The photographs to the left are part of a photo essay titled “Potency” by Nina Maria Kleivan. Its intent is to question how innocent children become pinicles of evil. The photographer is the daughter of a a member of the Norweigian WWII resistance who eventually was captured and placed in a German concentration camp. As a child her anger at what her father suffered was so intense that she carried around the name of one of her father’s prison guards in hopes of one day killing him. As a new mother she was struck by the innocence of children and then by the seeming innocence of dictators. “When all you see is a picture, Stalin could’ve been anyone’s kind grandfather. You can’t see the millions of people on his conscience or what a paranoid, dreadful human being he was.” she tells HaAretz.
Evil doesn’t always “look evil”. We come to associate the dress of Hilter or Mussilini or Idi Amin or Sadaam Huessein with evil because of a life long chain of choices. Those choices lead to personal actions and even world events that define a person. The actions and their outcomes, not the clothes make a dictator or a rapist.
Yet when we as a society finally acknowledge evil, we tend to look at the outside. The characteristic dress of the perpetrator becomes the symbol of evil and the process by which evil comes to be is lost. We forget that any of us, making the a certain chain of choices in a certain social context could be perpetrators of evil. In Klevian’s words to HaAretz:
We all begin life the same. We all have every opportunity ahead of us. To do good, or inexplicable evil. You need to be conscious that your actions have consequences that impact on your fellow human beings. The people I let my daughter portray didn’t give a damn about the human cost, the casualties, their thoughts caused. The responsibility is yours alone. You can’t throw it away – as a parent, as human beings – and say that you just followed orders.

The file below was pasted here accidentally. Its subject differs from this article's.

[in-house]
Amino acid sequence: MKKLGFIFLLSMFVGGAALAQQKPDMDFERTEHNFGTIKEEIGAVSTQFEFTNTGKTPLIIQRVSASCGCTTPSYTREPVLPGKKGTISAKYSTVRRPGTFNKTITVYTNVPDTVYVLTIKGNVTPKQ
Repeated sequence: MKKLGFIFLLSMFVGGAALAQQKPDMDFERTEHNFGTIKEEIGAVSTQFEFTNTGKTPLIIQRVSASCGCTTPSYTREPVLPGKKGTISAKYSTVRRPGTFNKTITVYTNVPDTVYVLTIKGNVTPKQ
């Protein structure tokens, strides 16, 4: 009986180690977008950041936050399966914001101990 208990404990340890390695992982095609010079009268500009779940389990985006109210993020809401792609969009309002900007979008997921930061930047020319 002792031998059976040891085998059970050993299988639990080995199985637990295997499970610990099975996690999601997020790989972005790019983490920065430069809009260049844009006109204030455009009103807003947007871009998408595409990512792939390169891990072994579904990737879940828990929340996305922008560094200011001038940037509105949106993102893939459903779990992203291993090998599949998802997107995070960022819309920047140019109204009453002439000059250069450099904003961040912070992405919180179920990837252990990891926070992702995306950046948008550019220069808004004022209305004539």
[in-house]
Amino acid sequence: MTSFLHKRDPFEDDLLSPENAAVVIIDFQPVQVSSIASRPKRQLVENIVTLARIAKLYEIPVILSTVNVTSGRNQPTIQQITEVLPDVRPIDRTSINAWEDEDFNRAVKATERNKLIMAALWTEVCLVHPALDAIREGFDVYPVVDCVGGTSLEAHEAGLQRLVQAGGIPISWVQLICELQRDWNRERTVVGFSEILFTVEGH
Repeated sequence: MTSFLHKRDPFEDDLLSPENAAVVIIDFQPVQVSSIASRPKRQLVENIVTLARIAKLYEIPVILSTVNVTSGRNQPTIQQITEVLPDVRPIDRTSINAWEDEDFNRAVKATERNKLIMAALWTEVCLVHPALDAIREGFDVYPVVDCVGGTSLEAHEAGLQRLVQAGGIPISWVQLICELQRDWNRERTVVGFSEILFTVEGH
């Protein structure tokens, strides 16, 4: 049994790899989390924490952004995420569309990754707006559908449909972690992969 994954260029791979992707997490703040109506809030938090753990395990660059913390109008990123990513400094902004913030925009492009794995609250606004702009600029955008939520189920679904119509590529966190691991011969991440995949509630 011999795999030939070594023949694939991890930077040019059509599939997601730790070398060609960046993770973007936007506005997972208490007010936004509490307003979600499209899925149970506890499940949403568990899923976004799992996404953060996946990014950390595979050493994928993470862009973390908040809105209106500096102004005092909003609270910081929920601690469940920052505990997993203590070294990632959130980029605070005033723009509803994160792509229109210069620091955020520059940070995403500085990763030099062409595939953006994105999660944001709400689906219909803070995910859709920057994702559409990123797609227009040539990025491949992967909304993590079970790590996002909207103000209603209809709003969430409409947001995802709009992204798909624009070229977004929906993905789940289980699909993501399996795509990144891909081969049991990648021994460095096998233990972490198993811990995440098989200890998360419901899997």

Klevian raises important questions: where does evil come from? How does innocence become a symbol of evil? Unfortunately, much of the on-line debate has centered on whether a mother should or should not dress her child up in the clothes of dictators. When all one sees is a picture of a baby, it appears that all one sees is the baby. The child succeeds as a symbol of innocence, but fails as a symbol of choice.
We lose the tension between the grandfatherly picture of Stalin and the mass graves of the Stalinist purges carried out on his direct command. The clothes of an adult Hilter or Milosevic represent their choices because adults are actors in control of their life. Infants do not choose their clothes. At best their clothes represent the choices of their parents and the influence those parents will eventually have over the child’s life.
So is this an essay on the role of a parent in shaping a child’s moral identity? No, because at some point children become adults. They become moral agents in their own right and responsible for their own choices. The evil that so apalls us is the product of adult choices. Evil parents don’t always raise evil kids. In fact, childhood experiences of evil can bring out the best in human beings rather than the worst.
Dressing the child in the clothes of despot also fails as a symbol of the danger of following commands. Childhood in fact represents the one stage in life where following commands may lead to more rather than less morality. Most of society sees a child’s ability to follow commands as an essential step in moral training and development. How many times does a child share food or toys because their mother or father insisted that they do? Some children are naturally generous and outgoing. Others need to be encouraged.
Furthermore, the despots portrayed in Klevian’s photos were the ones who issued the commands. They were in full control of their moral agency and chose to use it to draw lines between friend and foe. All who supported them lived. All who opposed them were candidates for death. Of course they looked like kindly grandfathers. To the people they saw as friends, they were.